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Graphing Stories #1 Peicewise Linear

posted Sep 12, 2013, 6:33 PM by Taryn Delaney   [ updated Sep 16, 2013, 6:30 AM by ]
Scientists, Engineers and Mathematicians don't sit around and take math tests for a living.  They use math to make models of real things.  If you want to build a rocket, knowing it has to be "fast" doesn't cut it.  You've got to know exactly how fast you want it to climb and descend or it will probably end up as a really expensive fireball.

1) Today, we're going to think like engineers, and draw our own graphs of real life situations.
First, you need the notes & hw: Download them here.

2) Watch the following video (make sure you stop it at 1:08)  Watch it as many times as you want, but don't watch the answer part!

3) Describe this man's motion in words, then graph the story.
Homework:  Watch this new video (graphing stories #3) of a man climbing a ladder to answer the following questions:

It shows a man climbing down a ladder that is 10 feet high. At time 0 seconds, his shoes are at 10 feet above the floor, and at time 6 seconds, his shoes are at 3 feet. From time 6 seconds to the 8.5 second mark, he drinks some water on the step 3 feet off the ground. Afterward drinking the water, he takes 1.5 seconds to descend to the ground and then he walks into the kitchen. The video ends at the 15 second mark.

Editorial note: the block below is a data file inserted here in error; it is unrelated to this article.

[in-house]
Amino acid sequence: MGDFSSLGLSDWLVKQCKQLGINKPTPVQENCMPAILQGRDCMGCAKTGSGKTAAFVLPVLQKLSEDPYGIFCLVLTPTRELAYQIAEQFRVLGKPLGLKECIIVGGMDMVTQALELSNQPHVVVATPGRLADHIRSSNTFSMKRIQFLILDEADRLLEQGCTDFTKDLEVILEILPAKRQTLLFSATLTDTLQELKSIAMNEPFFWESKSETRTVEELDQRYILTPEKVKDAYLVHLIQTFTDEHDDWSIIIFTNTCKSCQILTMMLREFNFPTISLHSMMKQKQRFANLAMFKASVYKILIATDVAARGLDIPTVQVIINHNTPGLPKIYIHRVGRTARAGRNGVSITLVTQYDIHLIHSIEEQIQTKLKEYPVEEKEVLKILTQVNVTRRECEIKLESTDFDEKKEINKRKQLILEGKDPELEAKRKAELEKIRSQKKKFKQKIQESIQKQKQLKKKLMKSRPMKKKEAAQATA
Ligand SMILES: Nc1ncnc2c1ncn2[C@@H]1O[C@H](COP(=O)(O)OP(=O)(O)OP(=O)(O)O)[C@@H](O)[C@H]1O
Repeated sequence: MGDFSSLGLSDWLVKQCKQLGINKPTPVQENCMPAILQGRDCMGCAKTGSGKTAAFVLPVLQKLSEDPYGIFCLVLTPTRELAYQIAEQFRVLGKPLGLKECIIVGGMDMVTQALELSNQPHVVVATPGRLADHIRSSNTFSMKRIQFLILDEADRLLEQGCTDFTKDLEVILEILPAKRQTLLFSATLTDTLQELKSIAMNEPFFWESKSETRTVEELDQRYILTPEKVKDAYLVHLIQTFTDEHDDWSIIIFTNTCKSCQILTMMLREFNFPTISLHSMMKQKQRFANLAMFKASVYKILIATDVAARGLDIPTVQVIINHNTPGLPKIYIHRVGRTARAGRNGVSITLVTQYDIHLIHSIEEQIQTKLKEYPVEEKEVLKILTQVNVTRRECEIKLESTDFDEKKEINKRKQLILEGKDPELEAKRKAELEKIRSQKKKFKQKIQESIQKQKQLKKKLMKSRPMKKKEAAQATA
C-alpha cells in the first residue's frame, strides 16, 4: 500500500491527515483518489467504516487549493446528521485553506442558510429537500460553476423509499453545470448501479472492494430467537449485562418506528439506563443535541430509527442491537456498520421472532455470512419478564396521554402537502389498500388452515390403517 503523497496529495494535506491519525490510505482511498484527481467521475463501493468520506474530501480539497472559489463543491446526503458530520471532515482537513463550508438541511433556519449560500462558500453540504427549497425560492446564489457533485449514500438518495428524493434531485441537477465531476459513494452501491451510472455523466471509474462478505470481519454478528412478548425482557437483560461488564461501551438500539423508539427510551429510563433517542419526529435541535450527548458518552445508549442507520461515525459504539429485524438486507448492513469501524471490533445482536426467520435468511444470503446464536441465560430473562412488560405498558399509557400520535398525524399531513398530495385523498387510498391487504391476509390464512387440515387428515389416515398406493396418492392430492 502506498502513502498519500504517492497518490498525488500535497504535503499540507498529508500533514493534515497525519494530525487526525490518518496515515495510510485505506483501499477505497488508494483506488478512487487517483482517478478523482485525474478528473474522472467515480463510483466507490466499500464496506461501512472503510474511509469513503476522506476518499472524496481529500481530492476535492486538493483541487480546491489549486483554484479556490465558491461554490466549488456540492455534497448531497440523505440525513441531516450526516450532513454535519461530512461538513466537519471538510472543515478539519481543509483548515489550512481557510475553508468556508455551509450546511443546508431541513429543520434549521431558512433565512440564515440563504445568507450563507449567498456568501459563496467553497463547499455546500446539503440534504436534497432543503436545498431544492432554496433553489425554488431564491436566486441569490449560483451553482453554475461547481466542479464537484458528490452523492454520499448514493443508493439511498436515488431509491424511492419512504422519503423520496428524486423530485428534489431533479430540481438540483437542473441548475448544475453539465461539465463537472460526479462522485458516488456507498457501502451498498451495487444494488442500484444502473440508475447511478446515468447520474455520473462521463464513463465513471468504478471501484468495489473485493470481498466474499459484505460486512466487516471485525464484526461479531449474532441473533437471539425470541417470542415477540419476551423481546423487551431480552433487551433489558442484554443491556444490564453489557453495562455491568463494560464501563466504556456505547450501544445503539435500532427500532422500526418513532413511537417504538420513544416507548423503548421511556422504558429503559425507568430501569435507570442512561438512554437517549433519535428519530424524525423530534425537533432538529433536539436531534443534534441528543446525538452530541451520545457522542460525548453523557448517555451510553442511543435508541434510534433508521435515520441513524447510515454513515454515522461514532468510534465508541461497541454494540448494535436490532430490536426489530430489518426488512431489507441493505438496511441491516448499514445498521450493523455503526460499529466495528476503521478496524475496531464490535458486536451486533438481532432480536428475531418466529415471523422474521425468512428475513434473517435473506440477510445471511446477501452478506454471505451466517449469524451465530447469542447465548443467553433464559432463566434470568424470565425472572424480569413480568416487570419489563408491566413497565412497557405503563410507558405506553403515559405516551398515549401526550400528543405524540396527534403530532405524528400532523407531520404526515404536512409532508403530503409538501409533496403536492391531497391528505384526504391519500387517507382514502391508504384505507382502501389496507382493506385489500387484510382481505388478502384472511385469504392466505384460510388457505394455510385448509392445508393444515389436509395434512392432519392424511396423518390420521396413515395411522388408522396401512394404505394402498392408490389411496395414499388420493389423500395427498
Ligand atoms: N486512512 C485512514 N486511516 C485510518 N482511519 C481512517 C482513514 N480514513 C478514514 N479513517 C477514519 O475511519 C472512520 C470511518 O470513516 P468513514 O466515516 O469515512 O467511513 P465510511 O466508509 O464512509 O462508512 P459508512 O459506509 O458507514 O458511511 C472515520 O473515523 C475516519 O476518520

a. Draw your own graph for this graphing story. Use straight line segments in your graph to model the elevation of the man over different time intervals. Label your x-axis and y-axis appropriately and give a title for your graph. 

b. Your picture is an example of a graph of a piecewise linear function. Each linear function is defined over an interval of time, represented on the horizontal axis. List those time intervals.

c. In your graph in part(a), what does a horizontal line segment represent in the graphing story? 

d. If you measured from the top of the man’s head instead (he is 6.2 feet tall), how would your graph change?

e. Suppose the ladder is descending into the basement of the apartment. The top of the ladder is at ground level (0 feet) and the base at the ladder is 10 feet below ground level. How would your graph change in observing the man following the same motion descending the ladder? 

f. What is his average rate of descent between time 0 seconds and time 6 seconds? What was his average rate of descent between time 8.5 seconds and time 10 seconds? Over which interval does he descend faster? Describe how your graph in part a can also be used to find the interval during which he is descending fastest.